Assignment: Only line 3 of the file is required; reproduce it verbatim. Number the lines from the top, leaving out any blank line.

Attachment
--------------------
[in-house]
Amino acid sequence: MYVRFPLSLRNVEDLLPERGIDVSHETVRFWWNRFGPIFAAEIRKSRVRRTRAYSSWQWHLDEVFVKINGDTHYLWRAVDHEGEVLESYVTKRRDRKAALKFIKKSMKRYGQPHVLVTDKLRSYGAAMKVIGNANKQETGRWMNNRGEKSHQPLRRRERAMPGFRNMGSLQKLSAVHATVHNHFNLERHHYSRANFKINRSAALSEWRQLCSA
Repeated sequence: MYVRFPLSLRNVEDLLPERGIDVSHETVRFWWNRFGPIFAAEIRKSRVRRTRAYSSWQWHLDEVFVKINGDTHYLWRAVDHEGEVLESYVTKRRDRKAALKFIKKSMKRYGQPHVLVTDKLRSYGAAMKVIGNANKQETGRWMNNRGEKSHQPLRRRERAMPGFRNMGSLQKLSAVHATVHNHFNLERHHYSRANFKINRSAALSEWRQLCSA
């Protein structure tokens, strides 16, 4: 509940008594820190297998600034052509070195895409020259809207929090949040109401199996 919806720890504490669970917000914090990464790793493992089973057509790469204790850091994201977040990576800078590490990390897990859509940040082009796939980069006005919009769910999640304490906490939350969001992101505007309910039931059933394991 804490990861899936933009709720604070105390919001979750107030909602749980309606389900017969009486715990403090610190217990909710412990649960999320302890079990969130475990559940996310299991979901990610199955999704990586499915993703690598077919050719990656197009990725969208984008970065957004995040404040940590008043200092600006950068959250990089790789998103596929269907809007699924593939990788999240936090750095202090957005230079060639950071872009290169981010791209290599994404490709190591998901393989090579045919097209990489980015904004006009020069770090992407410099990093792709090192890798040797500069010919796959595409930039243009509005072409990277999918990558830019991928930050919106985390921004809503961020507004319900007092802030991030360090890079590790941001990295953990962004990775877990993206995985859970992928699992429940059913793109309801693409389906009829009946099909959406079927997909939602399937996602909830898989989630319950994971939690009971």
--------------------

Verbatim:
Repeated sequence: MYVRFPLSLRNVEDLLPERGIDVSHETVRFWWNRFGPIFAAEIRKSRVRRTRAYSSWQWHLDEVFVKINGDTHYLWRAVDHEGEVLESYVTKRRDRKAALKFIKKSMKRYGQPHVLVTDKLRSYGAAMKVIGNANKQETGRWMNNRGEKSHQPLRRRERAMPGFRNMGSLQKLSAVHATVHNHFNLERHHYSRANFKINRSAALSEWRQLCSA